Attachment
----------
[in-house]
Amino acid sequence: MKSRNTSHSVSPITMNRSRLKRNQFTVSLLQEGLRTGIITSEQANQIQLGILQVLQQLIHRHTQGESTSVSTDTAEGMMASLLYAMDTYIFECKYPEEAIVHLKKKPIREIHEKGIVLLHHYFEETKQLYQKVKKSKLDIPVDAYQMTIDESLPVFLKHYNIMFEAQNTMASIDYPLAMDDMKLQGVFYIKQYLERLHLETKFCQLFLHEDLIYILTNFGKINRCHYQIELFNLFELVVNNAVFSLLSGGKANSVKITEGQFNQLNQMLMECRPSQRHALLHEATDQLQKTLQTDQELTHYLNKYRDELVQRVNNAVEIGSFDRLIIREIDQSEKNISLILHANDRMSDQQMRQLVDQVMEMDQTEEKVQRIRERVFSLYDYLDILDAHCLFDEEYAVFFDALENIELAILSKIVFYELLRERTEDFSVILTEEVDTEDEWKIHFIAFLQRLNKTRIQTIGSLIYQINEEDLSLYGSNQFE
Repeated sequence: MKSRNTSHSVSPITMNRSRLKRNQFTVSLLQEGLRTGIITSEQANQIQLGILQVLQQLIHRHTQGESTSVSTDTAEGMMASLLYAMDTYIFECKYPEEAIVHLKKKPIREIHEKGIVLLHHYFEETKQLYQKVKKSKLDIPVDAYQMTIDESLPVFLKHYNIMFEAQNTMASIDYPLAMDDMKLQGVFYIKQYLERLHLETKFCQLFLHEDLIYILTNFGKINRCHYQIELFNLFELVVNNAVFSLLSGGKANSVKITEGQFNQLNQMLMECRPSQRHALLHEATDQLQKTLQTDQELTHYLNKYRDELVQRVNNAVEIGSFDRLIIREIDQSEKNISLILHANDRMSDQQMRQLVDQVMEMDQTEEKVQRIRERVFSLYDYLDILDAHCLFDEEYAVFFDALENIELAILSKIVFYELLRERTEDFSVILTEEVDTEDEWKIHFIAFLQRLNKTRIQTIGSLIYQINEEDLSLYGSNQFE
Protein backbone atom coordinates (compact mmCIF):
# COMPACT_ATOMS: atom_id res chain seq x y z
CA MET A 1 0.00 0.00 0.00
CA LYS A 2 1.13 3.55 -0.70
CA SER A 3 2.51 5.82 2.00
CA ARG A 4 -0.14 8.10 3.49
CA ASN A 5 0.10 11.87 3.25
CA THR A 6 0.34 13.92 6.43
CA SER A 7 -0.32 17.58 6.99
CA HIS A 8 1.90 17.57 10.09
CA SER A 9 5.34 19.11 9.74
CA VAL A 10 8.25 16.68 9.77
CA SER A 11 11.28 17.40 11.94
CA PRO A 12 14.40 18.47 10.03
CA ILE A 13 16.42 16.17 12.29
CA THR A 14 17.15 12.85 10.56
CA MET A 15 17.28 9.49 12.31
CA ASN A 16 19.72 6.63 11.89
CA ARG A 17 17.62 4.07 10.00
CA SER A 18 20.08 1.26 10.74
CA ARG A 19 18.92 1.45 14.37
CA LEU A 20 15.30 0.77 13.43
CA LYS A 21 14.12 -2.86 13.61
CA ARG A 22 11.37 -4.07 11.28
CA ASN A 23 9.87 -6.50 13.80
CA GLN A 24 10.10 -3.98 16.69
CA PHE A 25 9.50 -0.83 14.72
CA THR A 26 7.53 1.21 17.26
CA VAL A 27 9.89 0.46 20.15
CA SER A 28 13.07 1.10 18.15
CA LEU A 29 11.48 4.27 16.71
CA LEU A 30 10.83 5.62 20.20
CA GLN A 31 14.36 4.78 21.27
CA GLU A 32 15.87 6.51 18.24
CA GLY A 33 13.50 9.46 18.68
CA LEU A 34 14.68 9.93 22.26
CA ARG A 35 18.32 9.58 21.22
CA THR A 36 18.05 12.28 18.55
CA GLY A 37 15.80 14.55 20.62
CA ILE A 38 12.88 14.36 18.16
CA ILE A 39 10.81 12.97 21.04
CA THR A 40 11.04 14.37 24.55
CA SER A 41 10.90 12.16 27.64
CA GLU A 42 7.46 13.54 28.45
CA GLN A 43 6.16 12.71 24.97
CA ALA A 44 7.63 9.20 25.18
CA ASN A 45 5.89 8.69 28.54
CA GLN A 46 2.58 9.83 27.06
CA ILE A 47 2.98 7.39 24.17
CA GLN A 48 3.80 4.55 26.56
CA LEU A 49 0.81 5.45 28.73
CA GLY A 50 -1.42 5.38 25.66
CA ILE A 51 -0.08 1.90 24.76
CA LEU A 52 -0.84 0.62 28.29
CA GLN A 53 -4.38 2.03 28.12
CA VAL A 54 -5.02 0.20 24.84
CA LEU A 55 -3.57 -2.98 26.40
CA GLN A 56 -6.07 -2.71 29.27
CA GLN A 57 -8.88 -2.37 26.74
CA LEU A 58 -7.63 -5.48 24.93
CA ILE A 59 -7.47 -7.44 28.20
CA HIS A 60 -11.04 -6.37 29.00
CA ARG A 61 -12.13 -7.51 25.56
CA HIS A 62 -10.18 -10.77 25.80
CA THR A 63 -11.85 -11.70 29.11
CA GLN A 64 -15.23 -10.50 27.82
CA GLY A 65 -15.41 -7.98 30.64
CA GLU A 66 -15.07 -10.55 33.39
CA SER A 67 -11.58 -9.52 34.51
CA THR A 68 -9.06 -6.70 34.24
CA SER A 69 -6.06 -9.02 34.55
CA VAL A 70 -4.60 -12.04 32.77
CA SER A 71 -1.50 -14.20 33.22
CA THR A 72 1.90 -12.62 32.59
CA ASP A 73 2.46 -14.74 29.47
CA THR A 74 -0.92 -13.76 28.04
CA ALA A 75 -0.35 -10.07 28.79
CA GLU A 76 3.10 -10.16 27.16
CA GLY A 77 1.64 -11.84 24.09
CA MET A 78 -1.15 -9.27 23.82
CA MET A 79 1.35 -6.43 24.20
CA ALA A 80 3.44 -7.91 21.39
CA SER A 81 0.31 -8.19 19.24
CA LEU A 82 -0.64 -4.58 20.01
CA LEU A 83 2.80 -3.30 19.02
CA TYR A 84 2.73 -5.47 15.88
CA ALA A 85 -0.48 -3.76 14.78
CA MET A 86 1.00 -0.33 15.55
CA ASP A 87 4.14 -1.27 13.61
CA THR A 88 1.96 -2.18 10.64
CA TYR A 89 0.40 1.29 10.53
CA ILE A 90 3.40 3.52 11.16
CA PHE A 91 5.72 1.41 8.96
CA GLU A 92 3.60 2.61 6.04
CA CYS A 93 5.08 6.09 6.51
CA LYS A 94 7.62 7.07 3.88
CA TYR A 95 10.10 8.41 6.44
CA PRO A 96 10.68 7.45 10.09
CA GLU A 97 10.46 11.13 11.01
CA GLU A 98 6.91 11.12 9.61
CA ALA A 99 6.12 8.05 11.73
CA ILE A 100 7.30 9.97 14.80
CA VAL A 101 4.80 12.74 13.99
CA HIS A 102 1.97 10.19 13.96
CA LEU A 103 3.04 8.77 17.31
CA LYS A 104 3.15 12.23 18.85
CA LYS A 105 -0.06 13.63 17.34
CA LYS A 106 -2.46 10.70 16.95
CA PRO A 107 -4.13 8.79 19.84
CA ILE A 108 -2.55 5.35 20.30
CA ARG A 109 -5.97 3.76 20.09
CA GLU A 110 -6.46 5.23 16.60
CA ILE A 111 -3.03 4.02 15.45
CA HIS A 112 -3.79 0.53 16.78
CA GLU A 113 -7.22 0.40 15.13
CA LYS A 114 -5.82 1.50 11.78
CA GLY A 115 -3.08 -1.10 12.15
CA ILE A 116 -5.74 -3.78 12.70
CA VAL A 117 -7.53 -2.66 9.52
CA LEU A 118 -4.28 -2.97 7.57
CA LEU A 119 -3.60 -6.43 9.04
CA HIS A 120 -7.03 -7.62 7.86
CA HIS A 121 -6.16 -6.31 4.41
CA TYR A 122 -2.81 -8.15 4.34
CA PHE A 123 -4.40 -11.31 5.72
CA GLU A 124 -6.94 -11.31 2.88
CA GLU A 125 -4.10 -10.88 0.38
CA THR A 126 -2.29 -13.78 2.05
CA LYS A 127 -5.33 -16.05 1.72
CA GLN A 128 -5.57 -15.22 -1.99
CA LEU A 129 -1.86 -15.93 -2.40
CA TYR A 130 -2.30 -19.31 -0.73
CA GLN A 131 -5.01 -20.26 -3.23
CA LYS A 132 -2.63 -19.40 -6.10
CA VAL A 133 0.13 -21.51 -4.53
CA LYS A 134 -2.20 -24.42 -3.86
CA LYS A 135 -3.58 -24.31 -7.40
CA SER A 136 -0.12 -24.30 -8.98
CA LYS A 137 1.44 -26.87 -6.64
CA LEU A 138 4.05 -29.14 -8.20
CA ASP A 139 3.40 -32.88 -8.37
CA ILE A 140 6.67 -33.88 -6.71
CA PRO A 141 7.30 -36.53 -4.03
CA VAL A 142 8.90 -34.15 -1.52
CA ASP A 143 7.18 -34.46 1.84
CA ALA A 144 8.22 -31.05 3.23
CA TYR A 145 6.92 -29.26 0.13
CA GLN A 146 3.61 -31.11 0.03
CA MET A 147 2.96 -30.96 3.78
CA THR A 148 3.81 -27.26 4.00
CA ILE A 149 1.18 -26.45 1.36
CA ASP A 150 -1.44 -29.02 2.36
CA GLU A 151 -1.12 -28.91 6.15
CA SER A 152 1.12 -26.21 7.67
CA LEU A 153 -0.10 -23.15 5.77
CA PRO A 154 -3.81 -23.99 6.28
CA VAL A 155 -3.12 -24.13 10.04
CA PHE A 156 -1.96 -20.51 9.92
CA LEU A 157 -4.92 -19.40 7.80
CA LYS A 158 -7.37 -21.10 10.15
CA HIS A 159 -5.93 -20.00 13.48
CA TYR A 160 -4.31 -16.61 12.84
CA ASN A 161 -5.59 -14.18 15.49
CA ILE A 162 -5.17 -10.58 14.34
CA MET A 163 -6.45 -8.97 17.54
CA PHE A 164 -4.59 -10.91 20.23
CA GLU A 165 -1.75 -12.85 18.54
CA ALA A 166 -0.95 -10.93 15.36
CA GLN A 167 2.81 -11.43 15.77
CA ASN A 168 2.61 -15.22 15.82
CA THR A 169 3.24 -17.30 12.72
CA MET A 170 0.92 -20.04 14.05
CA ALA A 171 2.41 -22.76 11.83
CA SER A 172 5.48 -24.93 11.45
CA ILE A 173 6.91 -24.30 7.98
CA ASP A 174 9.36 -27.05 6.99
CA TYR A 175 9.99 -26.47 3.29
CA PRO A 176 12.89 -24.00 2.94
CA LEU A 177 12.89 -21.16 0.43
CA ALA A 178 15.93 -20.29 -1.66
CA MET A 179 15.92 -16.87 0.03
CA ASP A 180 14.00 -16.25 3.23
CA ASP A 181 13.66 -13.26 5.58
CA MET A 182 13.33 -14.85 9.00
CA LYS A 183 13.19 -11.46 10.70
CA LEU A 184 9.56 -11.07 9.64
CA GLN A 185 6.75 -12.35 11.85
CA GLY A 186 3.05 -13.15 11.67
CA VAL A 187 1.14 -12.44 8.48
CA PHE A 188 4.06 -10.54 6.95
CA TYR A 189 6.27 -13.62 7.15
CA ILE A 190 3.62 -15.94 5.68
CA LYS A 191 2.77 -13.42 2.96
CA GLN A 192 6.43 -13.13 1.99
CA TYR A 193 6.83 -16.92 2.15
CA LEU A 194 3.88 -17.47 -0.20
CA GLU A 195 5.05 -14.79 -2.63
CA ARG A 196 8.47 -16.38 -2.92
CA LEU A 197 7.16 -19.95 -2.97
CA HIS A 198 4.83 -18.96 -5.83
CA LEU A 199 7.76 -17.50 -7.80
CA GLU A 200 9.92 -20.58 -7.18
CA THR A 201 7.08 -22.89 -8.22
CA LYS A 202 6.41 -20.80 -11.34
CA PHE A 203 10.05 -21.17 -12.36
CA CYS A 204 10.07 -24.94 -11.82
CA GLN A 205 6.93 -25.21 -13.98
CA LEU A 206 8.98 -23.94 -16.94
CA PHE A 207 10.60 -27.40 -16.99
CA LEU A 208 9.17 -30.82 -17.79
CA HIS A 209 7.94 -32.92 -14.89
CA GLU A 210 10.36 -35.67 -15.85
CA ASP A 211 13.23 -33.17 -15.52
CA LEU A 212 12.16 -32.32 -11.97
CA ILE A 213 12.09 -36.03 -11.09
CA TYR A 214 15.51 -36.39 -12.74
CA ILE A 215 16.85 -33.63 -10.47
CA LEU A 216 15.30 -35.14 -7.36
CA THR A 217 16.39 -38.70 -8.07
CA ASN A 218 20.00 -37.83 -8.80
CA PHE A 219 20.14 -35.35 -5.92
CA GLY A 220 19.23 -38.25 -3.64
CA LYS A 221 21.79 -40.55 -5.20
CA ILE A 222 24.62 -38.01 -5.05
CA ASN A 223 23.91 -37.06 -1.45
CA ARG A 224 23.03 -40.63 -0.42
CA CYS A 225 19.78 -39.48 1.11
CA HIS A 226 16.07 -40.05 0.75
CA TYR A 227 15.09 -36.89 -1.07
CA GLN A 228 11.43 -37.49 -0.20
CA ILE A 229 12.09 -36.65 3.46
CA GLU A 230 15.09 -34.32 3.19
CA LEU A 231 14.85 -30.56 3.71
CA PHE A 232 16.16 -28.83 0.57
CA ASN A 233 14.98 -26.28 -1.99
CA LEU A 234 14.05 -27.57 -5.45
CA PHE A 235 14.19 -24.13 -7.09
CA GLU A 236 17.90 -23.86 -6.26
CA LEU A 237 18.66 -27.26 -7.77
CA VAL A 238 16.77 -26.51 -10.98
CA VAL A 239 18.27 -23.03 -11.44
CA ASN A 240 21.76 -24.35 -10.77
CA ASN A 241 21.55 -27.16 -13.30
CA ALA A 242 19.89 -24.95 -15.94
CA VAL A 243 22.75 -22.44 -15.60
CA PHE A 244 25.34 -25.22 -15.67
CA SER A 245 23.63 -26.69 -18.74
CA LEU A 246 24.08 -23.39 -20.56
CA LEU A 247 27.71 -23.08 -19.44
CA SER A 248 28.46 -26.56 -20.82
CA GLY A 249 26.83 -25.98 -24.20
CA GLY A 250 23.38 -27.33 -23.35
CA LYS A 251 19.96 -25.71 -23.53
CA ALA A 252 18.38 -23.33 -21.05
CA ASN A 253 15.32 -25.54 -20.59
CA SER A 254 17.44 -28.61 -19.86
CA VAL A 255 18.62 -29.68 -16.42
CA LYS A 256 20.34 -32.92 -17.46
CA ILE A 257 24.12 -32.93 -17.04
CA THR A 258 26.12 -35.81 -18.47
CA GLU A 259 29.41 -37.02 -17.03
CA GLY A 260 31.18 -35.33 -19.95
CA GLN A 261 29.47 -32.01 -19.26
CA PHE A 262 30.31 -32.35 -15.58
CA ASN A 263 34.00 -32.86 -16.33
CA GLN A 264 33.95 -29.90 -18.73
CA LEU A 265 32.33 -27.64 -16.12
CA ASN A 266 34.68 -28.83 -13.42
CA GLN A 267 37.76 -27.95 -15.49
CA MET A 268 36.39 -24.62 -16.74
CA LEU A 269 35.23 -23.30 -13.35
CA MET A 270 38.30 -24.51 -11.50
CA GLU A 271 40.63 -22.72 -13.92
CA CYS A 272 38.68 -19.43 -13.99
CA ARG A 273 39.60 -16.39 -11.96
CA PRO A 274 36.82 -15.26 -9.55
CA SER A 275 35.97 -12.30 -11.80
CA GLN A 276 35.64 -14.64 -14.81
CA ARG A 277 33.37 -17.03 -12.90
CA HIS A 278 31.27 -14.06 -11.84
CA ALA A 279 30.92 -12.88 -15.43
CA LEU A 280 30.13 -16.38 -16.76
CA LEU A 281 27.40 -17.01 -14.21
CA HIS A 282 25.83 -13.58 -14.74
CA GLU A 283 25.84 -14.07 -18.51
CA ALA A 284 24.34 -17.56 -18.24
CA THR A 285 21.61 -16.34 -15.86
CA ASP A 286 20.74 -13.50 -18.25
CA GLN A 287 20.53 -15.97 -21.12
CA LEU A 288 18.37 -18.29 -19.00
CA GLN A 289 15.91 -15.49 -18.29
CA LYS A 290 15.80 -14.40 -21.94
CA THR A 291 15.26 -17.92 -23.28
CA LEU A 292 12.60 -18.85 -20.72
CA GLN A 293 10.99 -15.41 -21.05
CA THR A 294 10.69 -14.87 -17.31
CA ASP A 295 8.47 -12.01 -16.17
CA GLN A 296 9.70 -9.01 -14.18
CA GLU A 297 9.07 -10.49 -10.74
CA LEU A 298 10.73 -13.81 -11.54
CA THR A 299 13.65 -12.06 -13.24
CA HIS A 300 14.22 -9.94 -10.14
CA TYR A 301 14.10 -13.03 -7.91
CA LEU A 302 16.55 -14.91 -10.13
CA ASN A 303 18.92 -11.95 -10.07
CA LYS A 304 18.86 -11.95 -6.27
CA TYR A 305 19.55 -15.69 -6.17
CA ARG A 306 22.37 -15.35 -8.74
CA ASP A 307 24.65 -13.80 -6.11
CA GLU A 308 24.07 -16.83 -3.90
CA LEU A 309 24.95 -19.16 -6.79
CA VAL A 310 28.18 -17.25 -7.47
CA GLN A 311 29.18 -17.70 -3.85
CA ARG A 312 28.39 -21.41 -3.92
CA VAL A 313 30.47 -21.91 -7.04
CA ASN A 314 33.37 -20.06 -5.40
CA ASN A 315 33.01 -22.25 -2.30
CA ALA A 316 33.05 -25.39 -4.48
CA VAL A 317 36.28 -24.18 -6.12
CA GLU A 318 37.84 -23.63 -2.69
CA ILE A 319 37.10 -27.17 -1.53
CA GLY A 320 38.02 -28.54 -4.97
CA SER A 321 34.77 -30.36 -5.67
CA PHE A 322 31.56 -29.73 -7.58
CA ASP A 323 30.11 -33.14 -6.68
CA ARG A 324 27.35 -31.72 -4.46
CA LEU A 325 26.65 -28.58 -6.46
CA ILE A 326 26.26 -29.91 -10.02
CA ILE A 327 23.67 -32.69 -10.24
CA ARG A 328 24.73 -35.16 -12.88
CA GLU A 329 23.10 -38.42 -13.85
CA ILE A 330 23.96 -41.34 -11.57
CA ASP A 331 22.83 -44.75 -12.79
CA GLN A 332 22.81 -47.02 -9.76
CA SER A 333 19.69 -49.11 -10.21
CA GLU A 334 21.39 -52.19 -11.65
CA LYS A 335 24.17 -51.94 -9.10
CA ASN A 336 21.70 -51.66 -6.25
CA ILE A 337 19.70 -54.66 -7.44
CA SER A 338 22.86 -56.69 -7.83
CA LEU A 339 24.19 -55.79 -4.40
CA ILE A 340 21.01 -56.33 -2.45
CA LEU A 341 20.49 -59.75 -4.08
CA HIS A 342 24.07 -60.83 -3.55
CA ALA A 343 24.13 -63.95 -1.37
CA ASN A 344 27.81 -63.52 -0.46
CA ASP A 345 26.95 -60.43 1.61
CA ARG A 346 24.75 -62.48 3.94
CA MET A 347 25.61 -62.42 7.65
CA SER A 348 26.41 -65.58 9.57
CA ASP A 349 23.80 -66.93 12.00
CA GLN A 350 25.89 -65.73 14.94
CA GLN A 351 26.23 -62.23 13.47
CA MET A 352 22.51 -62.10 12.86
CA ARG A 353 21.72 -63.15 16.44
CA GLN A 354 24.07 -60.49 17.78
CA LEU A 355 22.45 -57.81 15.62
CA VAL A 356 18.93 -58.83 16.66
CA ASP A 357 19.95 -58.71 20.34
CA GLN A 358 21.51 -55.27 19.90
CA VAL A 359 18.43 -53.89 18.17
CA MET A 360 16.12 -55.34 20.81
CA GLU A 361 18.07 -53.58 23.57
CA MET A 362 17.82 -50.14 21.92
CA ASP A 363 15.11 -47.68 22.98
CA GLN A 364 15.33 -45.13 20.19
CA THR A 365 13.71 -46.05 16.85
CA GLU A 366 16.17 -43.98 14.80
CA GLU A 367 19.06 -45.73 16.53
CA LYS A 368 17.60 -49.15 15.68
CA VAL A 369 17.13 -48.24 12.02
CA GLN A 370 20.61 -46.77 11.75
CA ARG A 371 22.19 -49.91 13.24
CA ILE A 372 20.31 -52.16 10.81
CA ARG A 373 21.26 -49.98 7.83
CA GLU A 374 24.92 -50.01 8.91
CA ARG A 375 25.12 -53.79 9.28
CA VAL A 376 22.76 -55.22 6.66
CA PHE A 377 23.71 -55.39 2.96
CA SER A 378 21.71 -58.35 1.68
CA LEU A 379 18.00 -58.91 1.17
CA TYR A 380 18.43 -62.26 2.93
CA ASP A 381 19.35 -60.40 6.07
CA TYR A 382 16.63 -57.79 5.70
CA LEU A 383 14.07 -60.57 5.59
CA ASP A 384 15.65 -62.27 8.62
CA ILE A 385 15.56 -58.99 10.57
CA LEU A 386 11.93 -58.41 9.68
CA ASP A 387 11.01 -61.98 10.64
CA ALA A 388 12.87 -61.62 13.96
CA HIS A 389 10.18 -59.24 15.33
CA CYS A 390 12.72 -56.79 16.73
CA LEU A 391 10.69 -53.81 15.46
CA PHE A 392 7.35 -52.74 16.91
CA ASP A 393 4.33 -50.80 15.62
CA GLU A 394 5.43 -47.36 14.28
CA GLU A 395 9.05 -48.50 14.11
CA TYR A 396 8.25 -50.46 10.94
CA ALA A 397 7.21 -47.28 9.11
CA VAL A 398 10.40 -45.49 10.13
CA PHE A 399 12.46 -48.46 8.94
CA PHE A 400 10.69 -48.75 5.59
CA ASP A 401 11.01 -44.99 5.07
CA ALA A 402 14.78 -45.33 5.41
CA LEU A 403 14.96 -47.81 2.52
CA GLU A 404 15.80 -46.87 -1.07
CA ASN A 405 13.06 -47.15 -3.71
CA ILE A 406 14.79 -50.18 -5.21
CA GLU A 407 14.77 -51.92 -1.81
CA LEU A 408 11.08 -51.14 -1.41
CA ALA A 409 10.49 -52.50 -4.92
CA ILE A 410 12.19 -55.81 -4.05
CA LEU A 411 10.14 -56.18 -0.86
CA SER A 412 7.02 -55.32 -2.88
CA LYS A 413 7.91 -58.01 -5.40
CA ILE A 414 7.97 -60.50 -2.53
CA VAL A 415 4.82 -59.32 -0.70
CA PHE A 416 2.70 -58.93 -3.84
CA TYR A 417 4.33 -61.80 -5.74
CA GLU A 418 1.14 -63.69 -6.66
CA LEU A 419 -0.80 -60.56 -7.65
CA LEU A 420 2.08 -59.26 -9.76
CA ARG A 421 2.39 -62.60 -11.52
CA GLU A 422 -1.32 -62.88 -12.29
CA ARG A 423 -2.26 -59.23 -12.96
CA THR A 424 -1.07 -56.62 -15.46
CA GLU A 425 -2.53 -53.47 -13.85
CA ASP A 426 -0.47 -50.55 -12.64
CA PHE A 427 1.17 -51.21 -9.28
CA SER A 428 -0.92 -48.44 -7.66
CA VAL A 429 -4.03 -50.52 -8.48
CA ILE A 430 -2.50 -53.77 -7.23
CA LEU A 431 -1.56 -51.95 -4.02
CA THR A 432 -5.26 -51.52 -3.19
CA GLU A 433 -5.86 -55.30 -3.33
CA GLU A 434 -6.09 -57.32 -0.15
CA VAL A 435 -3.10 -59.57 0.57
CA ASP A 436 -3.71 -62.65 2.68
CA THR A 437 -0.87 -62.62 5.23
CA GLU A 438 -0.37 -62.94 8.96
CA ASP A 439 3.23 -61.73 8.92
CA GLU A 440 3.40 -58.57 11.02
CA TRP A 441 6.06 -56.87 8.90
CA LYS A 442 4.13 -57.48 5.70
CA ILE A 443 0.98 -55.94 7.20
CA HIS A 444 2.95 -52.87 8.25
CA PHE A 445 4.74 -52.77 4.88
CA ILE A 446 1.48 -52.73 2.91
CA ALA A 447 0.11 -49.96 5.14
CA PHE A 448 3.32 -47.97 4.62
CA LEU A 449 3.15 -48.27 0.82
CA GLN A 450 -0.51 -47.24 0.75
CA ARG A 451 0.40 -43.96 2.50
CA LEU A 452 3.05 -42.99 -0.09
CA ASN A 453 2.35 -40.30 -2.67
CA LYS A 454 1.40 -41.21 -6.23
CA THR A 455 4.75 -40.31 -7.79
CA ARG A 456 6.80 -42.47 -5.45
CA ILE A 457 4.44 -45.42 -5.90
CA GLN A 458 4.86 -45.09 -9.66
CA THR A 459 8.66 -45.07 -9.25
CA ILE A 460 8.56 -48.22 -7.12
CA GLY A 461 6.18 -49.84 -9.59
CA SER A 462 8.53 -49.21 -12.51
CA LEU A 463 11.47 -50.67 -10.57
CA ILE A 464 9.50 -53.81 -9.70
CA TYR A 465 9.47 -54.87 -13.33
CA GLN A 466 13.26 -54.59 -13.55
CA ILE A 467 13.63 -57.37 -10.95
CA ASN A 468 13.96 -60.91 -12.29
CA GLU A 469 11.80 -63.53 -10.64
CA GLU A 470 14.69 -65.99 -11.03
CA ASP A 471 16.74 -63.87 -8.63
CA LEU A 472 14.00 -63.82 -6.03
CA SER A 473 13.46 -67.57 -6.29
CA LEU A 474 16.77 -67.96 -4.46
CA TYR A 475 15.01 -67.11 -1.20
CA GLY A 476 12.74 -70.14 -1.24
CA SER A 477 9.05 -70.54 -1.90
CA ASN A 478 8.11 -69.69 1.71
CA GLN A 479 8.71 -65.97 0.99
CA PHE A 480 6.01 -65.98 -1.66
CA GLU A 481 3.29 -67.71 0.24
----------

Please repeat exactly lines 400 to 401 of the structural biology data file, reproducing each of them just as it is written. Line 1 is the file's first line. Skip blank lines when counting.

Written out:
CA GLU A 395 9.05 -48.50 14.11
CA TYR A 396 8.25 -50.46 10.94